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I have a data frame in the format:

head(subset)
# ants  0 1 1 0 1 
# age   1 2 2 1 3
# lc    1 1 0 1 0

I need to create new data frame with random samples according to age and lc. For example I want 30 samples from age:1 and lc:1, 30 samples from age:1 and lc:0 etc. I did look at random sampling method like;

newdata<- function(subset, age, 30)

But it is not the code that I want.

Thanks in advance !

share|improve this question

Here's some data:

set.seed(1)
n <- 1e4
d <- data.frame(age = sample(1:5,n,TRUE), 
                lc = rbinom(n,1,.5),
                ants = rbinom(n,1,.7))

You want a split-apply-combine strategy, where you split your data.frame (d in this example), sample rows/observations from each subsample, and then combine then back together with rbind. Here's how it works:

sp <- split(d, list(d$age, d$lc))
samples <- lapply(sp, function(x) x[sample(1:nrow(x), 30, FALSE),])
out <- do.call(rbind, samples)

The result:

> str(out)
'data.frame':   300 obs. of  3 variables:
 $ age : int  1 1 1 1 1 1 1 1 1 1 ...
 $ lc  : int  0 0 0 0 0 0 0 0 0 0 ...
 $ ants: int  1 1 0 1 1 1 1 1 1 1 ...
> head(out)
         age lc ants
1.0.2242   1  0    1
1.0.4417   1  0    1
1.0.389    1  0    0
1.0.4578   1  0    1
1.0.8170   1  0    1
1.0.5606   1  0    1
share|improve this answer
    
that's what I want to do. I did try split and lapply functions, but r gives an exceed memory error. Is there other way to do it for huge dataset? thanks – user3525533 May 7 '14 at 19:54
    
@user3525533 How big is your dataset? – Thomas May 7 '14 at 19:58
    
its around 2gb. I have 30 variables and 16826950 obs. in my data frame though. When I use split function, it gives a memory error. – user3525533 May 7 '14 at 21:17
    
Sorry, it's setDT(d)[d[, sample(.I, 30L, FALSE), by="age,lc"]$V1] – Arun May 8 '14 at 2:48
    
@Thomas;it will be faster to sample the row indices rather than rows - a lot faster if there are many columns / rows. sp <- split(seq_len(nrow(d)), list(d$age, d$lc)) ; samples <- lapply(sp, sample, 30) ; d[unlist(samples), ] – user20650 Aug 26 '15 at 11:38

See the function strata from the package sampling. The function selects stratified simple random sampling and gives a sample as a result. Extra two columns are added - inclusion probabilities (Prob) and strata indicator (Stratum). See the example.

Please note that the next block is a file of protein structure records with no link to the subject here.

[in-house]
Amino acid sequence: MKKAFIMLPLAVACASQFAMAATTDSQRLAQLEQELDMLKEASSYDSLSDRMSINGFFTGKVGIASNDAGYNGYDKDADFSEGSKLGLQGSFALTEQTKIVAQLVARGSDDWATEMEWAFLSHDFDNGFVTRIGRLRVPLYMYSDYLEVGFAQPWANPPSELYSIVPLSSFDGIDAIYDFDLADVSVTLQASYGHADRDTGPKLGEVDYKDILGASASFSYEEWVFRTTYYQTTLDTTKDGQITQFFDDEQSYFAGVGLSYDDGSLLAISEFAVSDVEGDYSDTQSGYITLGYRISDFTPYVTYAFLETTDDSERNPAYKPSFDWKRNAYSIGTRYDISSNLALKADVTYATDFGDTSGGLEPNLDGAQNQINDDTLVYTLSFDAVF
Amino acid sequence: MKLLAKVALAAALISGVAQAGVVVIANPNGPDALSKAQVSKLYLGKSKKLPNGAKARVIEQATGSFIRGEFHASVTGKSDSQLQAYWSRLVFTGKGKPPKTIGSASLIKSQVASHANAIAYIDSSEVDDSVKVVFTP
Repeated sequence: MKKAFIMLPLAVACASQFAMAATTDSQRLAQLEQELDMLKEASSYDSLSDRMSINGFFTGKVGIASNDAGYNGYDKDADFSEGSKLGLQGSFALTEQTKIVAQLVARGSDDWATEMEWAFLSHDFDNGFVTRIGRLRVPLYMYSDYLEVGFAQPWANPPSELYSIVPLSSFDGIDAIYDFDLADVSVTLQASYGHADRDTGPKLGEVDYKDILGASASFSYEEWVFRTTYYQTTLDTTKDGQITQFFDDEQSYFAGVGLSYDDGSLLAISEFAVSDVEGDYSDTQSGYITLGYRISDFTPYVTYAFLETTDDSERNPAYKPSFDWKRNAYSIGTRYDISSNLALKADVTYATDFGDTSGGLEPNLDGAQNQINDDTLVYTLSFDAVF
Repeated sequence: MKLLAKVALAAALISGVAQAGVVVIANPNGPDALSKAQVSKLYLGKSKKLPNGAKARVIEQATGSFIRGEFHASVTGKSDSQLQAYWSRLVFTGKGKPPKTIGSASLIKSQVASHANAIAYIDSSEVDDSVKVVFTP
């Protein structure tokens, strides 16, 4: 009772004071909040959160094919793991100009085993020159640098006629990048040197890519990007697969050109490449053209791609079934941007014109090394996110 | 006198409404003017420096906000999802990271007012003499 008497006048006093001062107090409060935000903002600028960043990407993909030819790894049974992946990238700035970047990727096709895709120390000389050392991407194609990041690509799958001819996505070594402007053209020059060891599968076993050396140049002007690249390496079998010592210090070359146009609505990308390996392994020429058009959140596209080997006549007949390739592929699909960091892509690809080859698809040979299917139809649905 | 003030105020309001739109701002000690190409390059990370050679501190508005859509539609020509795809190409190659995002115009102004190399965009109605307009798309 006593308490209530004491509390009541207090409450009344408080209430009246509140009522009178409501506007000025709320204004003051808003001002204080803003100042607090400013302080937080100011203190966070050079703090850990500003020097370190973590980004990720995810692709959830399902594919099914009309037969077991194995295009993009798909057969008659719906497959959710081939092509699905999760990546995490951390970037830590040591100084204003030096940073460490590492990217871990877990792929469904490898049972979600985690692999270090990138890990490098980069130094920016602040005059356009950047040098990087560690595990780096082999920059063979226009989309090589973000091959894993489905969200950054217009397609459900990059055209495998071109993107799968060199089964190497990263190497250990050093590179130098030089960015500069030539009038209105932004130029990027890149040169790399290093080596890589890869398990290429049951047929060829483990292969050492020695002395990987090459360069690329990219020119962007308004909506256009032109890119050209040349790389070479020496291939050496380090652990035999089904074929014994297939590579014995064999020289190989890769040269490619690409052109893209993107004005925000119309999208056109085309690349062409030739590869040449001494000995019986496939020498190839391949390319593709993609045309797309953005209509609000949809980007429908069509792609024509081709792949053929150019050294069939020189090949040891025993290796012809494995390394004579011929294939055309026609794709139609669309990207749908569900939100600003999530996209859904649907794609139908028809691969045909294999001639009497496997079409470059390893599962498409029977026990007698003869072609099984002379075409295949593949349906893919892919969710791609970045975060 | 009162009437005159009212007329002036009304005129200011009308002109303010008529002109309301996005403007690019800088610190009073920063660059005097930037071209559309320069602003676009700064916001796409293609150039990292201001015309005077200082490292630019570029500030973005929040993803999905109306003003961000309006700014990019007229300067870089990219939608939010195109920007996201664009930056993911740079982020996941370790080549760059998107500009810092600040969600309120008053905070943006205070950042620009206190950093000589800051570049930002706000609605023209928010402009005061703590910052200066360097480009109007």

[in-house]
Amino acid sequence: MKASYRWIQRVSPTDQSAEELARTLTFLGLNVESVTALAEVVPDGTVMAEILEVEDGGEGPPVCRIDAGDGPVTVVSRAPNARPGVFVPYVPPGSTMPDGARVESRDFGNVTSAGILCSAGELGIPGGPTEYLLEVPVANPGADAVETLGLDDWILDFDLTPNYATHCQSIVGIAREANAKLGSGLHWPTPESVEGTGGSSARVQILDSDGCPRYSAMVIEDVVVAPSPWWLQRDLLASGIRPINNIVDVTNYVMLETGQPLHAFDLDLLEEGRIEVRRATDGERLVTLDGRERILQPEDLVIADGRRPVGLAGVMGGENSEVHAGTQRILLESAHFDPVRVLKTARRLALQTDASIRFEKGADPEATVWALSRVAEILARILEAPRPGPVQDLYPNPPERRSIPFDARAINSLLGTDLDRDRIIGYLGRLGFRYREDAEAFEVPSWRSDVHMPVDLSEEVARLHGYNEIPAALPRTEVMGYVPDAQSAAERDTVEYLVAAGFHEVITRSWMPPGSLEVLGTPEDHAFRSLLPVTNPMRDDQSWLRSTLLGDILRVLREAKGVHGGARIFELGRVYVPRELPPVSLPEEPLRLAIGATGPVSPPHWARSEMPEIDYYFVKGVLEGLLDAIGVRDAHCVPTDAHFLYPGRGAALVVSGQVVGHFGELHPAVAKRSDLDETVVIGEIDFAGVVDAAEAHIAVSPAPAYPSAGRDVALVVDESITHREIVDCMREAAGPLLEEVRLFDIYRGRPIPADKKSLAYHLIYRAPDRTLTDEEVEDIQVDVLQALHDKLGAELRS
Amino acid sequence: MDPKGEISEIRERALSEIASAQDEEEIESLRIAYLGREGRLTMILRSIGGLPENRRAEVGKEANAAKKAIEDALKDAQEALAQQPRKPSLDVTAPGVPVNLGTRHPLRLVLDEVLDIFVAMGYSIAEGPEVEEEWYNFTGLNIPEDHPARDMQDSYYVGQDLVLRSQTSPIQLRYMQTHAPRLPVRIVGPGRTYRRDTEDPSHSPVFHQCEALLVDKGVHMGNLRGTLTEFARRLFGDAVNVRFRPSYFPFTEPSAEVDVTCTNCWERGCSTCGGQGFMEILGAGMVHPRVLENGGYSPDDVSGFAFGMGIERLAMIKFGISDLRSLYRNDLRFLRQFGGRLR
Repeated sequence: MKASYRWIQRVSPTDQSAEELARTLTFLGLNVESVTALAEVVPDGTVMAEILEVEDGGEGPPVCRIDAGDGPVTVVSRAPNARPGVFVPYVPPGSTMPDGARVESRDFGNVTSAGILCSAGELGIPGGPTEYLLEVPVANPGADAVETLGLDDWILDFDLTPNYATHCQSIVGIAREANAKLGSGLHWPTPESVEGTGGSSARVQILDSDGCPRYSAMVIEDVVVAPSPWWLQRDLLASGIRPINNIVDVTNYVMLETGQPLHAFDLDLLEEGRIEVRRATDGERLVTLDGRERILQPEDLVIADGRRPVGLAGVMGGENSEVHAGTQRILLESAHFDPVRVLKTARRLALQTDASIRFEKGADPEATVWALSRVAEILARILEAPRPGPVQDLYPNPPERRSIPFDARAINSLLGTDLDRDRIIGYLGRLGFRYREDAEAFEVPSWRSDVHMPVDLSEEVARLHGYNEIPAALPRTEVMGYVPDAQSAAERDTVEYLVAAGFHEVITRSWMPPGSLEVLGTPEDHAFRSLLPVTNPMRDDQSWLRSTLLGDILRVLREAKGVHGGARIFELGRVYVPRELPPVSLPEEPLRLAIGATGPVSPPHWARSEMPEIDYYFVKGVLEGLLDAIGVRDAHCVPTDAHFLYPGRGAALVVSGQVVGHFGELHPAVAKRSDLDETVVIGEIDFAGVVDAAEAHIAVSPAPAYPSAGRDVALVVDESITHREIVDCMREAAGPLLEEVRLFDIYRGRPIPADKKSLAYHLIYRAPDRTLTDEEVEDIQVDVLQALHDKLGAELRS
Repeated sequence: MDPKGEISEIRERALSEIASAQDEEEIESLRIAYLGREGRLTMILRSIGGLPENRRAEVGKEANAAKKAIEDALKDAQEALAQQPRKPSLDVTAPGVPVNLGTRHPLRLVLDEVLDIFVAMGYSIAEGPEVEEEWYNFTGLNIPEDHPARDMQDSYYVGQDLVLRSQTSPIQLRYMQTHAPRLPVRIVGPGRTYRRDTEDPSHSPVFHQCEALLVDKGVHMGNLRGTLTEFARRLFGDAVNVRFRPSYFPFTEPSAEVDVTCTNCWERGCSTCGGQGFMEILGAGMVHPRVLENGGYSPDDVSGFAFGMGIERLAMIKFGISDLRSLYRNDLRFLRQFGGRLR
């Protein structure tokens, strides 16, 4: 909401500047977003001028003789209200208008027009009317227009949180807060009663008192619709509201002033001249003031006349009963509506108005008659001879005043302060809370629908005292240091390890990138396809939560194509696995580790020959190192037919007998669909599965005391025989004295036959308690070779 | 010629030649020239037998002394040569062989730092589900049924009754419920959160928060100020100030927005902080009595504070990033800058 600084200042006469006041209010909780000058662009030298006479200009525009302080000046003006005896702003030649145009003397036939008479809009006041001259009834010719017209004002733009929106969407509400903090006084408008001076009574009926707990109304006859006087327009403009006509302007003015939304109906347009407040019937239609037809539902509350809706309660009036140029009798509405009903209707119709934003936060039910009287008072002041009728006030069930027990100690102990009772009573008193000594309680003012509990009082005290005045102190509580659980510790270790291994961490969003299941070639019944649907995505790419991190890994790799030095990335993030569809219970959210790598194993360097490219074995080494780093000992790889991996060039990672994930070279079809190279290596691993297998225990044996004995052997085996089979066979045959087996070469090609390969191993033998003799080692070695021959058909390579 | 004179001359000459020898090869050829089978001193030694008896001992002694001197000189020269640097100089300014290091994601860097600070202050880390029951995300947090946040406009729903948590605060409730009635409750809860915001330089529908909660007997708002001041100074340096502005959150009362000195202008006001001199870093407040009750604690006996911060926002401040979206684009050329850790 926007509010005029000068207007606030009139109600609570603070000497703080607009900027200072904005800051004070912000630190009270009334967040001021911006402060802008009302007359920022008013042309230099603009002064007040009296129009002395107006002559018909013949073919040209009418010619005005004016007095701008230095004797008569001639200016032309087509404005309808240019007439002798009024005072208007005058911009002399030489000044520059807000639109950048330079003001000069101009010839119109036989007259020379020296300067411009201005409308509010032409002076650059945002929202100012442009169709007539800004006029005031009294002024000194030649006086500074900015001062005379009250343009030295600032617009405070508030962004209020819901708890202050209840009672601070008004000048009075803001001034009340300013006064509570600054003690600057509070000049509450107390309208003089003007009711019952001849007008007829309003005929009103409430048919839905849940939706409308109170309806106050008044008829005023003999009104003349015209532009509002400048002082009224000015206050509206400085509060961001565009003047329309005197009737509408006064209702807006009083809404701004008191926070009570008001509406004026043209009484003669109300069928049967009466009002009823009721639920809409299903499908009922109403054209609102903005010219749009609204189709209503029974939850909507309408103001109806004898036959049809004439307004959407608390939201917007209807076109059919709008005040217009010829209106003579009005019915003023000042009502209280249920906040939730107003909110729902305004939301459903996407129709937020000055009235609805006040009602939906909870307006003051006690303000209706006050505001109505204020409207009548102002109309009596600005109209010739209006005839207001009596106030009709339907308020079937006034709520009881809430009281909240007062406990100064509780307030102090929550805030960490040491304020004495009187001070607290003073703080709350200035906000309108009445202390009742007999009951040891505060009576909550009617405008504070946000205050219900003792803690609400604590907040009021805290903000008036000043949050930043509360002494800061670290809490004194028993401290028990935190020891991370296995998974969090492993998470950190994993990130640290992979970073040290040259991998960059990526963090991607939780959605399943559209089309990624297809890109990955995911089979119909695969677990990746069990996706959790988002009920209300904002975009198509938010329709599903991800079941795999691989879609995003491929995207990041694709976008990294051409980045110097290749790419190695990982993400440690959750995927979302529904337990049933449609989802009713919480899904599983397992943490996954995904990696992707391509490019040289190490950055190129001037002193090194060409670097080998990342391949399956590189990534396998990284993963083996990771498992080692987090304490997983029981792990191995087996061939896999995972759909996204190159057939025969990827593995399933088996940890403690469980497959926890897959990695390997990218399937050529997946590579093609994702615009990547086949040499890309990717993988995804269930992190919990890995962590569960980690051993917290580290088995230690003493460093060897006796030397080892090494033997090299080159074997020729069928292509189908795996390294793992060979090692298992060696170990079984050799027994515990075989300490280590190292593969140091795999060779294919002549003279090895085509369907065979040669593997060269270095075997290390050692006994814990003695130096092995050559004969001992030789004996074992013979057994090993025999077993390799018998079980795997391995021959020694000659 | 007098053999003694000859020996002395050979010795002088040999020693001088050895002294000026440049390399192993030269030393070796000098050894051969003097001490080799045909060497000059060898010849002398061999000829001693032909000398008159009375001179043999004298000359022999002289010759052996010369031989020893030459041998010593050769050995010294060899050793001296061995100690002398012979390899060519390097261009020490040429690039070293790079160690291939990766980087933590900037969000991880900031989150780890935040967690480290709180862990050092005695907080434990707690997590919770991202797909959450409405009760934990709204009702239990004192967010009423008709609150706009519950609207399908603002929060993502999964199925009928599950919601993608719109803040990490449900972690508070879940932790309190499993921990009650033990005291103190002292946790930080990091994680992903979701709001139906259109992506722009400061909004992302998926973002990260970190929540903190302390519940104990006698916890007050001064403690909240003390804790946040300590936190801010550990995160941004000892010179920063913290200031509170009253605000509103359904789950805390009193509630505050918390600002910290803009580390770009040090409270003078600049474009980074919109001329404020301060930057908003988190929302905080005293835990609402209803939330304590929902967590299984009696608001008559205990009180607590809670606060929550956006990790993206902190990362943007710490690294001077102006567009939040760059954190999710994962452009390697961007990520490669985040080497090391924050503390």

require(data.table)
require(sampling)

set.seed(1)
n <- 1e4
d <- data.table(age = sample(1:5, n, T), 
                lc = rbinom(n, 1 , .5),
                ants = rbinom(n, 1, .7))

# Sort
setkey(d, age, lc)

# Population size by strata
d[, .N, keyby = list(age, lc)]

# Select sample
set.seed(2)
s <- data.table(strata(d, c("age", "lc"), rep(30, 10), "srswor"))

# Sample size by strata
s[, .N, keyby = list(age, lc)]
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While this link may answer the question, it is better to include the essential parts of the answer here and provide the link for reference. Link-only answers can become invalid if the linked page changes. – Jongware May 7 '14 at 22:31
    
@Jongware, see the updated answer. Thanks for the comment! – djhurio May 8 '14 at 5:50
    
What if I want to split a dataset into two "equal" groups based on two or three variables? – BlackHat Jun 30 '15 at 21:35
    
@user3116753, this seems to be out of scope question. Please define it as a new question. – djhurio Jul 1 '15 at 8:34
    
Not needed anymore. Used K-means achieve this – BlackHat Jul 1 '15 at 12:33

I would suggest using either stratified from my "splitstackshape" package, or sample_n from the "dplyr" package:

## Sample data
set.seed(1)
n <- 1e4
d <- data.table(age = sample(1:5, n, T), 
                lc = rbinom(n, 1 , .5),
                ants = rbinom(n, 1, .7))
# table(d$age, d$lc)

For stratified, you basically specify the dataset, the stratifying columns, and an integer representing the size you want from each group OR a decimal representing the fraction you want returned (for example, .1 represents 10% from each group).

library(splitstackshape)
set.seed(1)
out <- stratified(d, c("age", "lc"), 30)
head(out)
#    age lc ants
# 1:   1  0    1
# 2:   1  0    0
# 3:   1  0    1
# 4:   1  0    1
# 5:   1  0    0
# 6:   1  0    1

table(out$age, out$lc)
#    
#      0  1
#   1 30 30
#   2 30 30
#   3 30 30
#   4 30 30
#   5 30 30

For sample_n you first create a grouped table (using group_by) and then specify the number of observations you want. If you wanted proportional sampling instead, you should use sample_frac.

library(dplyr)
set.seed(1)
out2 <- d %>%
  group_by(age, lc) %>%
  sample_n(30)

# table(out2$age, out2$lc)
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